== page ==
M: I moved to London from Northumberland so I can relate to that.
R: Yeah but that is interesting because that narrative is shared. It’s a totalizing queer narrative of urban migration and therefore I think people are inclined to share that and have a solidarity with one another but actually that flattens the interaction and there is a moment when you realize that potentially you don’t really have anything in common.
T: And again, I think this is an expression of the culture, to be optimistic. The reason we go to big cities is not because we really believe we are going to find this community to click with. We are aware that this is somehow delusional, and that we are really fleeing something. We are running away from something and this is a process of unbecoming one thing to become something else. But this unbecoming is overshadowed by the codes of authenticity applied to who has ‘really’ transitioned or ‘really’ come out.
R: To turn that idea on its head, I wondered whether through certain labour practices that domination could be challenged. I’m thinking about your approach to music production and performance – is that practice queering something?
T: I personally think not. I think the arts and media industries are ideologically exploiting this notion of the freedom of people within those fields. That somehow we exist in a labour market where we have, by our own choice, put ourselves in positions that others are forced into. So for me, even the way you’re framing your question is clouded by this ideological nuance that I think is symptomatic of the fields we are operating in.
R: Yes but I think this is something that happened very much in the UK in the late 90s with New Labour and the development of the “knowledge economy”. That governmental policy suggesting that everyone should be a creative worker, which actually forced the precarity and appalling working conditions of people within these fields on to other sectors and industries. So now everyone potentially experiences that alienation from production, instability etc. But I wonder whether, aside from that, these labour practices abstract the relationship between the wage and production to such an extent that this instability challenges the longevity of the current conditions?
T: The thing that comes up, of course, is what types of compensation are happening that don’t revolve around the economic model of payment? Huge amounts of people around the world are “unemployed” but still doing something every day (but at the same time I wouldn’t want to romanticise that).
M: It seems to be this wide scale imposition in terms of power – placing more and more of the burden on the worker within a larger programme of proleterianisation. Do you see it also in terms of class?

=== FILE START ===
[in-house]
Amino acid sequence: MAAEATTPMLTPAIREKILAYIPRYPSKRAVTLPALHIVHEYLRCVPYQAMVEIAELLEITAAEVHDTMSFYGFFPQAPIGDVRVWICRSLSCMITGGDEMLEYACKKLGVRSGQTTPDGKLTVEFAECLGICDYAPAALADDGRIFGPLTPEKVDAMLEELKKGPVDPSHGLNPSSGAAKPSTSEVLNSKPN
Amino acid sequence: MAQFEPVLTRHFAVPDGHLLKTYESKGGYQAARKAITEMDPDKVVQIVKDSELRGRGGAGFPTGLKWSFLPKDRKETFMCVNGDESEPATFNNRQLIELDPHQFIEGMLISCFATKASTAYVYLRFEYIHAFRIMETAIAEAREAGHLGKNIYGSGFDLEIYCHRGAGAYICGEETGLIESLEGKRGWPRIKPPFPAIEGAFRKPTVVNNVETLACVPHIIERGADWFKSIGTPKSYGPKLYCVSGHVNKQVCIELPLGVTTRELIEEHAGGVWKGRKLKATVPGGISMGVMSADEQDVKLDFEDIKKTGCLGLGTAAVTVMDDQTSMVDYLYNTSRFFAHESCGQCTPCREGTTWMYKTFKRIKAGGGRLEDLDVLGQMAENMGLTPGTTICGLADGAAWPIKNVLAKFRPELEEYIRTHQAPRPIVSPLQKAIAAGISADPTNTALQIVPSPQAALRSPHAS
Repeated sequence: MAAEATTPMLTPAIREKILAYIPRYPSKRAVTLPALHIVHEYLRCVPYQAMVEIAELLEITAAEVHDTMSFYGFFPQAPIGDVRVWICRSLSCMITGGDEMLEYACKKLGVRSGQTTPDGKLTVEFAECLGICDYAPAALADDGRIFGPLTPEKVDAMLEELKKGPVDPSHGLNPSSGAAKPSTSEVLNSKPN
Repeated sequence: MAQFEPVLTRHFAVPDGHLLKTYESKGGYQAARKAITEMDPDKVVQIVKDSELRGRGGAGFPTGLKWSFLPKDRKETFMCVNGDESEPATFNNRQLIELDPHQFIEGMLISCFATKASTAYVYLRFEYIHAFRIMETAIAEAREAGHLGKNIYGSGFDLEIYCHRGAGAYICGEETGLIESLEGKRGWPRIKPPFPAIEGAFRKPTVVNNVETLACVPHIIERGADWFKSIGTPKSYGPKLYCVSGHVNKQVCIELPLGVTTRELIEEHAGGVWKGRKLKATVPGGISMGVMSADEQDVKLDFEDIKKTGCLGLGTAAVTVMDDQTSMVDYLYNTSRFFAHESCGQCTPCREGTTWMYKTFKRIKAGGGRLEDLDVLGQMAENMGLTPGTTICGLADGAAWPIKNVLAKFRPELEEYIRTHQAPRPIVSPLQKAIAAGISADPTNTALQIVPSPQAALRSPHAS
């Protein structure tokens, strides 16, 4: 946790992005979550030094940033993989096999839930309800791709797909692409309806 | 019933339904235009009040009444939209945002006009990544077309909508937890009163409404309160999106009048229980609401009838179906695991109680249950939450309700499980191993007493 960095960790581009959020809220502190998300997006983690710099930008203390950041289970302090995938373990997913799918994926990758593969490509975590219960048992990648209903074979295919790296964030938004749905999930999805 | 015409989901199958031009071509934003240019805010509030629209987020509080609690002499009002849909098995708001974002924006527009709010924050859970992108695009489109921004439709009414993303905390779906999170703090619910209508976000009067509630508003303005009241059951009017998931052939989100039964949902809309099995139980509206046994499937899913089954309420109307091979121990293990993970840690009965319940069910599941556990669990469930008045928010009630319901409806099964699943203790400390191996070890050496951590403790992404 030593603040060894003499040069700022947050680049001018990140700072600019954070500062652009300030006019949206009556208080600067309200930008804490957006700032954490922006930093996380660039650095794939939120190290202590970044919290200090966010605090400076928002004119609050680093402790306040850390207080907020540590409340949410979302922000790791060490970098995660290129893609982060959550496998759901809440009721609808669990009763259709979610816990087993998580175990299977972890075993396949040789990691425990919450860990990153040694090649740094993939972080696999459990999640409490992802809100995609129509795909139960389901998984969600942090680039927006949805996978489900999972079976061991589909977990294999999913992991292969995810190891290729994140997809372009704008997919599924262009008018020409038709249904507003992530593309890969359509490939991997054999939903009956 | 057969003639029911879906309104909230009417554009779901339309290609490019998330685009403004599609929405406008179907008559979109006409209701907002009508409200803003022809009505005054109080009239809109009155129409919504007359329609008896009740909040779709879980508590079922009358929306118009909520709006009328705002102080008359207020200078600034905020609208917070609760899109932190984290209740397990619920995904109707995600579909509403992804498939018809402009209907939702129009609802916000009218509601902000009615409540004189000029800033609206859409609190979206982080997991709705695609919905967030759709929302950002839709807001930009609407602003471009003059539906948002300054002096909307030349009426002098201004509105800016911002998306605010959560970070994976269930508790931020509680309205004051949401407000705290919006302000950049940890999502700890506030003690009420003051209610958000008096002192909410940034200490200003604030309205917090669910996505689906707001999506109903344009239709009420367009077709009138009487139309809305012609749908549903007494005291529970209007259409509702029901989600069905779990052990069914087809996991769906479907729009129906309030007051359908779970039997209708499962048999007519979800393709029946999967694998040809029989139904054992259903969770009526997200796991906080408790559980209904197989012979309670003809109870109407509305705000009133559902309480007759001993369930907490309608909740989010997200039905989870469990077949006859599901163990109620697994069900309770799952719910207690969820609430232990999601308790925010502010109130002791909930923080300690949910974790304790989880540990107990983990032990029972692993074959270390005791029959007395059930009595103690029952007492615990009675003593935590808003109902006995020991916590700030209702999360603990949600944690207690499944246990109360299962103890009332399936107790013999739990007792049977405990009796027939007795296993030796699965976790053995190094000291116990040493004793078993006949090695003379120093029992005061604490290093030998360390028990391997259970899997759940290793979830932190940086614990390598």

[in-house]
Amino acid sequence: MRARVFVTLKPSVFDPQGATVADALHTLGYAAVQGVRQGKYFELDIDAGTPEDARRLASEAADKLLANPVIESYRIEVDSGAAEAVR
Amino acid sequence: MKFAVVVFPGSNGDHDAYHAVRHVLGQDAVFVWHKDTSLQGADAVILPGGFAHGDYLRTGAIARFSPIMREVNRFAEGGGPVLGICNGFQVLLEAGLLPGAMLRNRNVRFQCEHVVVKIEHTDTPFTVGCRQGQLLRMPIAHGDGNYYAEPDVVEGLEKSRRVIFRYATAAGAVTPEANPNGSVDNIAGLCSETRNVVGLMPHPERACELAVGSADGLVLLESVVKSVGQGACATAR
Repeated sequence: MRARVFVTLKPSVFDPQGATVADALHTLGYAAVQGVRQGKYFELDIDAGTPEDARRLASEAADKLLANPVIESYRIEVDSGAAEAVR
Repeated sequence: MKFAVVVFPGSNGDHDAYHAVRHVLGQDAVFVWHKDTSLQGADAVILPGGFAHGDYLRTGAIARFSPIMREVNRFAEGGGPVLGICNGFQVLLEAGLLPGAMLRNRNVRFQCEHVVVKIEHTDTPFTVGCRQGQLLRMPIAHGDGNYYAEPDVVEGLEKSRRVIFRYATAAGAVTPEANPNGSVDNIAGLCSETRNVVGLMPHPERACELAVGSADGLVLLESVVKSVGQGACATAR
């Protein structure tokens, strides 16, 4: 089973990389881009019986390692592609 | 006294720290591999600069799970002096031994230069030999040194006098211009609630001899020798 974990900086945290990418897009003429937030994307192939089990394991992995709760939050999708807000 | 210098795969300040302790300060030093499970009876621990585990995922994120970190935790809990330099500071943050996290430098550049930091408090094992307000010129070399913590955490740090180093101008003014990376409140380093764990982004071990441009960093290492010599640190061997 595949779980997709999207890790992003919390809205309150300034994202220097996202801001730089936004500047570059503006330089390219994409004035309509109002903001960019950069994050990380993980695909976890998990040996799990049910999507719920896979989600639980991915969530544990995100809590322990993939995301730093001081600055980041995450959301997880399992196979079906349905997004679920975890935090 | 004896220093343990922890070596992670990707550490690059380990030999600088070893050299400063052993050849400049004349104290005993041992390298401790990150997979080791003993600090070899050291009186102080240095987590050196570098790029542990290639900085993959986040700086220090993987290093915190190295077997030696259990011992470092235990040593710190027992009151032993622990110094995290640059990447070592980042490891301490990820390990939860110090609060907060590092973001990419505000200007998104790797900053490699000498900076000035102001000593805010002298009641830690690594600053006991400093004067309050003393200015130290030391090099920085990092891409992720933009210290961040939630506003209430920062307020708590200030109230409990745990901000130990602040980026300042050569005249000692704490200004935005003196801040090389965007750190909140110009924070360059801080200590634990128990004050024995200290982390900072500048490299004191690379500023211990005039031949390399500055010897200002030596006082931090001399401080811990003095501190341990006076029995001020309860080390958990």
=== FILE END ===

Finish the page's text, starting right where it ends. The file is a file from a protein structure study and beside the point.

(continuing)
T: Yes, for sure.
R: I was thinking about how much the audience is expected to engage with your music and how much there is to engage with! This is clearly your intention, especially considering how much contextual research and material goes into your production process. Because there is an inherent expectation or intent that the audience should engage in that way, is there a community produced in response to your work?
T: But does motion have to result in community? Couldn’t it simply be about momentum? Does this momentum have to be about generating a community that is responding to the same things I am responding to, or can it be that all of our responses are completely random and dislocated by subjectivity, and that what we do share is not about community at all? What does it mean if its not about community? For me, I feel that even if I am responding from a position that uses an image of community, it is always dislocated. I assume that people listening to the work are the same. We use the language of community – to go right back to the beginning of this interview with regards to universalism and humanism and connectedness – we use this language without actually moving from that space. It’s like even within what you have said; ‘Couldn’t this be the production of this community’. Again, that is a projection, its not saying that the community exists, yet that existence is implied. You are saying ‘couldn’t this lead to community’ and again, we are left in this abstraction of a kind of futurism which is rooted in desire rather than materialism. This is a really tricky thing to unpack to rethink everything you say two or three times, even if the first thing was appropriate. Do you leave yourself open to idealistic interpretations? Perhaps the best thing is to say it and then in the next sentence counter it and express dissatisfaction. That’s what I try to do. There are very cynical moments in the things that I produce, but then also very romantic moments, and the idea is not to eliminate the functions of romance and desire but simply to identify them when they happen as something that is constructed and not natural nor innocent.